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i think they're going to dig in and fight. it's going to be issue to issue and vary depending on what the subject is. i don't think anybody thinks that john boehner is going to let the country go off the fiscal cliff. he's not going to hurt the economy. he's not going to allow that to happen. chris: is he in control? >> that's the big question. chris: "national journal." a lot of reporting now that what's going to happen the republicans are going to go with -- they're going to let defense cuts take effect because that means a lot of the domestic cuts take effect which is conservativism and getting their way. also possibly hurting the economy. although that's a conspiratorial notion on my part. what are the republicans going to do? big issue coming up. >> we reported this week that they're going -- the moving toward letting those across the board cuts go in and this is the best shot we have at it. budget control. it's going to become the law. march 1. so there's no debate about that. and to undo them, democrats are demanding tax increases. and republicans are saying no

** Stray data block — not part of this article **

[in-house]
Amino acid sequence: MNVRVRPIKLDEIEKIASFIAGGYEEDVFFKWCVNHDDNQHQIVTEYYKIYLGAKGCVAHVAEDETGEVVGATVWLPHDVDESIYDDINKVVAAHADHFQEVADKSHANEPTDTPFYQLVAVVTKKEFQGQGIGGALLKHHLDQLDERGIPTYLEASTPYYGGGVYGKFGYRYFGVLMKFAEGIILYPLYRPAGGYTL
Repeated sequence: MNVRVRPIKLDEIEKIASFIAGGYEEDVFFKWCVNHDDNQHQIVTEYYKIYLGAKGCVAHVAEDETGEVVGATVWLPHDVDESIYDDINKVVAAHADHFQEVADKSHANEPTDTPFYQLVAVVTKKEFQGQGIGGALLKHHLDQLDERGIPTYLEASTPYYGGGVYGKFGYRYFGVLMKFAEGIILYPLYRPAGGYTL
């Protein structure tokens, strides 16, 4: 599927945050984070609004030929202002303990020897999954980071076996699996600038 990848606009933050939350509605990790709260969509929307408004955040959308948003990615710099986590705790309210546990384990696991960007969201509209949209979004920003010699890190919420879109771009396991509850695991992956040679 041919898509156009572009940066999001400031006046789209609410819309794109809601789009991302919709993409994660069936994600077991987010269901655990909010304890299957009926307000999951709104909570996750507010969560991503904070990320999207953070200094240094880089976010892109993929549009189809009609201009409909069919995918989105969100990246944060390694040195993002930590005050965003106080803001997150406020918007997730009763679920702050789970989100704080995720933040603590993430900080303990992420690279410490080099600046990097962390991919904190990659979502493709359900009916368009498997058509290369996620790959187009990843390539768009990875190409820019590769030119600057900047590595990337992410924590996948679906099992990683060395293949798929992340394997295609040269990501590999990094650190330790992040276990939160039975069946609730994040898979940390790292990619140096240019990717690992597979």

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way. chris: an expert on capitol hill. kelly. what do you think -- when you go around and just chat with people, do you sense that there is this cracking of ice that maybe we should have a hand in legislation and not just say no? >> i think there's less focus on what the obama politics of the moment or his legacy. and it's beginning to creep, at least with some people, about what story they will be able to tell for the next election of what they did. they recognize that the president has had a lot of capital. he will use it. but for them, and it's not -- we talked about, they're split but there are some people saying thousand can we influence things? -- saying how can we influence things? chris: why don't they start passing bills in the house on background checks? >> more willingness to move forward on immigration than anything that hags the word gun in it. chris: thank you. when we come back, scoops and predictions right from t